The unique approach of Boston School Bus Drivers, Steelworkers Local 8751, to unionism and solidarity with the oppressed offers a much needed new blueprint for building power within the community. During my travels there, it was quite inspiring to see a local union work hand in hand with neighborhood youth against police brutality. It was quite encouraging to see the rank and file of the Boston school bus drivers work with parents and community members to organize against school closings and badly timed budget cuts to public education.
USW Local 8751 was founded in 1978 through efforts of the bus driver organizers to desegregate the Boston public schools. It was four years prior, in 1974, that busloads of defenseless children were attacked by racist vigilantes and the Ku Klux Klan in Boston’s Roxbury district. The school bus drivers who worked these desegregation routes were not only physically attacked in the streets; they were harassed on the job by school administrators and parent-teacher organizations. The need for organized camaraderie was a matter of survival.
Veolia’s current attack on the Boston School Bus Drivers Union was directed in particular at four members of Local 8751: Recording Secretary and Charleston Chief Steward Andre François; Vice President Steve Gillis; Former President Garry Murchison; and Grievance Chair and union founder Stevan Kirschbaum. In spite of phony felony charges brought against Kirschbaum by the Commonwealth of Massachusetts on behalf of Veolia in July of 2014, union members stuck together and remained diligent — workers remained inspired and dedicated to one common goal. Just recently, in early March, a jury returned a not-guilty verdict after 10 minutes of deliberation.
The degree of unity of Local 8751 is an inspiration to the working class all over the U.S. … actually all over the world. Union organizers and rank-and-file members have stood tall against a corporate parasite for 18 months now. The four leaders who were fired (Francois, Gillis, Kirshbaum and Murchison) have since exhausted their employment benefits and have had to depend on allies and fellow union members. In spite of such obstacles, solidarity and team morale remain strong.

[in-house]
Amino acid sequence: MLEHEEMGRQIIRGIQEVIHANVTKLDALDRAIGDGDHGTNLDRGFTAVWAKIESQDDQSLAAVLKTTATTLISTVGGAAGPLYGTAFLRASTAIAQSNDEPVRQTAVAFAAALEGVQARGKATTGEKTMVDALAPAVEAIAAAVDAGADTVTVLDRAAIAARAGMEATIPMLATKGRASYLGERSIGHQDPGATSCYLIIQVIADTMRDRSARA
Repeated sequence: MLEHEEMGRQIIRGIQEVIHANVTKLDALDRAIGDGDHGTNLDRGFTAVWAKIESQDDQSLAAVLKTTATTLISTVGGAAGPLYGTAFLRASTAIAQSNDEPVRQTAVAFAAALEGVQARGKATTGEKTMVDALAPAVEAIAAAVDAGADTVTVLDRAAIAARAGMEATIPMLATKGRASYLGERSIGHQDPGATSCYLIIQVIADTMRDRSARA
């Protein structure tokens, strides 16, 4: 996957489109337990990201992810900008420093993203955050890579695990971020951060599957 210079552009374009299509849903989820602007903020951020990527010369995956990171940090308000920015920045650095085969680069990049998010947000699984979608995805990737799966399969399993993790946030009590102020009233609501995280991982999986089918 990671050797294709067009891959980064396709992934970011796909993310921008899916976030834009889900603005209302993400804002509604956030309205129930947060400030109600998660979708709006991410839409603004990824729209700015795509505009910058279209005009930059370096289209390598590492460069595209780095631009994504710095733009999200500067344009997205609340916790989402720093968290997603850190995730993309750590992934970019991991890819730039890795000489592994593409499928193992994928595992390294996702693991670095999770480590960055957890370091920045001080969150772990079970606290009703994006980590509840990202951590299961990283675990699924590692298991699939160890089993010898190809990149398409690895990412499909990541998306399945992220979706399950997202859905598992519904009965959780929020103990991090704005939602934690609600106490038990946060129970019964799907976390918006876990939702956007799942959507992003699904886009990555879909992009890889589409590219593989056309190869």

Even while fired, the four leaders have continued to organize and build resistance. Weekly rallies and mass meetings have continued to convene at nearby bus yards, union halls and in the community. Solidarity and working-class support have poured in from all over the country. Local organizers have continued to coordinate national call-in days to Boston Mayor Marty Walsh. During the trial of Kirschbaum, every court hearing was completely packed with community supporters through “people’s mobilizations.”
Their goal is not only to get their four leaders reinstated, but to build a local movement against austerity measures, political repression, racism and resegregation. Not only is Local 8751 fighting to protect local union rights, they’re fighting to ensure that “Black lives matter” and that children of all races, social strata and ethnic backgrounds have equal access to a good education in Boston. Any union that’s fighting side by side with oppressed communities against poor conditions and gentrification is my kind of union. They also have a strong foundation in the anti-war and lesbian, gay, bisexual, transgender and queer movements. They have openly advocated for an end to the Israeli occupation of historic Palestine for years and constructed one of the first union contracts to protect LGBTQ workers from on-the-job harassment and employment discrimination.
Resistance to Veolia’s sordid record
Multinational corporate giant Veolia Inc. is a French-based global conglomerate founded in 1853 under the orders of Napoleon III. Veolia’s first order of privatization was the control and supply of water throughout France. Unfortunately, Veolia has since then privatized water in Africa, India and Latin America. Currently, Veolia has accrued more profit from the distribution and resale of water than any other corporation in the world.
Over the years, its trail of corporate greed and worker exploitation has only continued to expand and grow more ruthless. Today, Veolia’s vast business ventures include energy and transportation, waste management and environmental maintenance, television, film and mass media.
According to a recent report by local organizers, in the sector of transportation “Veolia has waged anti-union campaigns against bus drivers from San Francisco, Phoenix, Baltimore and Denver. Veolia assumed management of the Boston public school buses in July of 2013. Since then, Veolia has refused to honor the terms of union contracts, completely ignoring pre-established grievance and arbitration procedures. Since the arrival of Veolia in Boston, bus drivers’ wages, benefits and working conditions have only worsened. Veolia’s corporate strategy of divide and conquer includes union busting and worker intimidation.” (bostonschoolbus5.org)
Boston’s public school bus drivers aren’t just fighting for a better contract and higher wages. They’re fighting for their livelihood and quality of life. They’re fighting for the collective well-being of the entire community. The struggle to reinstate the four leaders who were fired is a direct reflection of the struggle to preserve the entire working class. As they have stood tall, so should we.
Lilly is a leader of the Durham, N.C., branch of Workers World Party. He did support work for Local 8751 in Boston the last week in March.